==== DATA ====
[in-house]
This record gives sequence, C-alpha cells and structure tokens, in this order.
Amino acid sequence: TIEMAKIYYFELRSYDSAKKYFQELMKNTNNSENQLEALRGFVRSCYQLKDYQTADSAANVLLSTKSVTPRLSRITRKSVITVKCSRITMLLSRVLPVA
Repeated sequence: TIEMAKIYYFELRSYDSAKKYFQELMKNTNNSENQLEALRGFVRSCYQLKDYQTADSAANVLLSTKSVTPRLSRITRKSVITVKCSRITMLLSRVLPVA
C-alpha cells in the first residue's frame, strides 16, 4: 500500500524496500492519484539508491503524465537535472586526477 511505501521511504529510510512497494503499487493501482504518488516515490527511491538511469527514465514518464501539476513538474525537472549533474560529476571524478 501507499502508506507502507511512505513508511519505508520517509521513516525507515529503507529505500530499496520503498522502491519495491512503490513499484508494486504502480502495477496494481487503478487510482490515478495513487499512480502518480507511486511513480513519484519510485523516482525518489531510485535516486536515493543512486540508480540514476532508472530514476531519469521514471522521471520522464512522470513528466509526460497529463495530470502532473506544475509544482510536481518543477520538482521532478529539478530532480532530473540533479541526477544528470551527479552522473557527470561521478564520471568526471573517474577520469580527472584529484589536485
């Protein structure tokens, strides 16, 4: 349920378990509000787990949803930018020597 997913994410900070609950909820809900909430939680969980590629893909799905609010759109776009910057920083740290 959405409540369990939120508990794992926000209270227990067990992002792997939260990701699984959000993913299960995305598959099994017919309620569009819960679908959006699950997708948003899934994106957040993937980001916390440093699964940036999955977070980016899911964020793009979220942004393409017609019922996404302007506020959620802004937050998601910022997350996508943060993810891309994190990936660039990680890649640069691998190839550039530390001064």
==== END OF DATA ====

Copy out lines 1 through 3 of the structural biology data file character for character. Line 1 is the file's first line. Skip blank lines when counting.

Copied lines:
[in-house]
This record gives sequence, C-alpha cells and structure tokens, in this order.
Amino acid sequence: TIEMAKIYYFELRSYDSAKKYFQELMKNTNNSENQLEALRGFVRSCYQLKDYQTADSAANVLLSTKSVTPRLSRITRKSVITVKCSRITMLLSRVLPVA